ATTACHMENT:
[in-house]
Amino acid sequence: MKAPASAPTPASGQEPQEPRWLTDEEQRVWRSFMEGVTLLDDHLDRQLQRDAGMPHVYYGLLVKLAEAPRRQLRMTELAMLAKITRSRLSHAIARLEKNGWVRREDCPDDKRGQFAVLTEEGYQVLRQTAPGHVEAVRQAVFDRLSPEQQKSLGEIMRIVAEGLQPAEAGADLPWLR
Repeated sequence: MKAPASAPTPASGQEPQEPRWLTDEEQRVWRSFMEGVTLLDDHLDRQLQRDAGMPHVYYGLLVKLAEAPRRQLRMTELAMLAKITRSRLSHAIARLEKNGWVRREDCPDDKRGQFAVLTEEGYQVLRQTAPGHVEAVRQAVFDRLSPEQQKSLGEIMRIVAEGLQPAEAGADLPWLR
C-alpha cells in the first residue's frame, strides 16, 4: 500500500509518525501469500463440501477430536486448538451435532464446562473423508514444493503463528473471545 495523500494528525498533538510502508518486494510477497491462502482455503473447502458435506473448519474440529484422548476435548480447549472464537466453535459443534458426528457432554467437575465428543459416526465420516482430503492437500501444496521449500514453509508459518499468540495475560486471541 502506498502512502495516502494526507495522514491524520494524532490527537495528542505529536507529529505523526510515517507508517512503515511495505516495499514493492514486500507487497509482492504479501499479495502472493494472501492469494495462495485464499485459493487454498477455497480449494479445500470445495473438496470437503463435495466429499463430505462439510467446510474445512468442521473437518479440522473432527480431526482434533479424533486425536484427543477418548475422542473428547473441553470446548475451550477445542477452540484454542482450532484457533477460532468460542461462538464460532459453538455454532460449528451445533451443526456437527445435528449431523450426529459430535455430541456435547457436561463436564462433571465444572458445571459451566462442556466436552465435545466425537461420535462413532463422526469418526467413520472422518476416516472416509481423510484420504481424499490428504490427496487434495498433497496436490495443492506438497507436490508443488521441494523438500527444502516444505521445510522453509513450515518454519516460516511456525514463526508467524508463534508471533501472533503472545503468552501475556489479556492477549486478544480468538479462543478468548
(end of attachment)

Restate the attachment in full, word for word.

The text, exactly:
[in-house]
Amino acid sequence: MKAPASAPTPASGQEPQEPRWLTDEEQRVWRSFMEGVTLLDDHLDRQLQRDAGMPHVYYGLLVKLAEAPRRQLRMTELAMLAKITRSRLSHAIARLEKNGWVRREDCPDDKRGQFAVLTEEGYQVLRQTAPGHVEAVRQAVFDRLSPEQQKSLGEIMRIVAEGLQPAEAGADLPWLR
Repeated sequence: MKAPASAPTPASGQEPQEPRWLTDEEQRVWRSFMEGVTLLDDHLDRQLQRDAGMPHVYYGLLVKLAEAPRRQLRMTELAMLAKITRSRLSHAIARLEKNGWVRREDCPDDKRGQFAVLTEEGYQVLRQTAPGHVEAVRQAVFDRLSPEQQKSLGEIMRIVAEGLQPAEAGADLPWLR
C-alpha cells in the first residue's frame, strides 16, 4: 500500500509518525501469500463440501477430536486448538451435532464446562473423508514444493503463528473471545 495523500494528525498533538510502508518486494510477497491462502482455503473447502458435506473448519474440529484422548476435548480447549472464537466453535459443534458426528457432554467437575465428543459416526465420516482430503492437500501444496521449500514453509508459518499468540495475560486471541 502506498502512502495516502494526507495522514491524520494524532490527537495528542505529536507529529505523526510515517507508517512503515511495505516495499514493492514486500507487497509482492504479501499479495502472493494472501492469494495462495485464499485459493487454498477455497480449494479445500470445495473438496470437503463435495466429499463430505462439510467446510474445512468442521473437518479440522473432527480431526482434533479424533486425536484427543477418548475422542473428547473441553470446548475451550477445542477452540484454542482450532484457533477460532468460542461462538464460532459453538455454532460449528451445533451443526456437527445435528449431523450426529459430535455430541456435547457436561463436564462433571465444572458445571459451566462442556466436552465435545466425537461420535462413532463422526469418526467413520472422518476416516472416509481423510484420504481424499490428504490427496487434495498433497496436490495443492506438497507436490508443488521441494523438500527444502516444505521445510522453509513450515518454519516460516511456525514463526508467524508463534508471533501472533503472545503468552501475556489479556492477549486478544480468538479462543478468548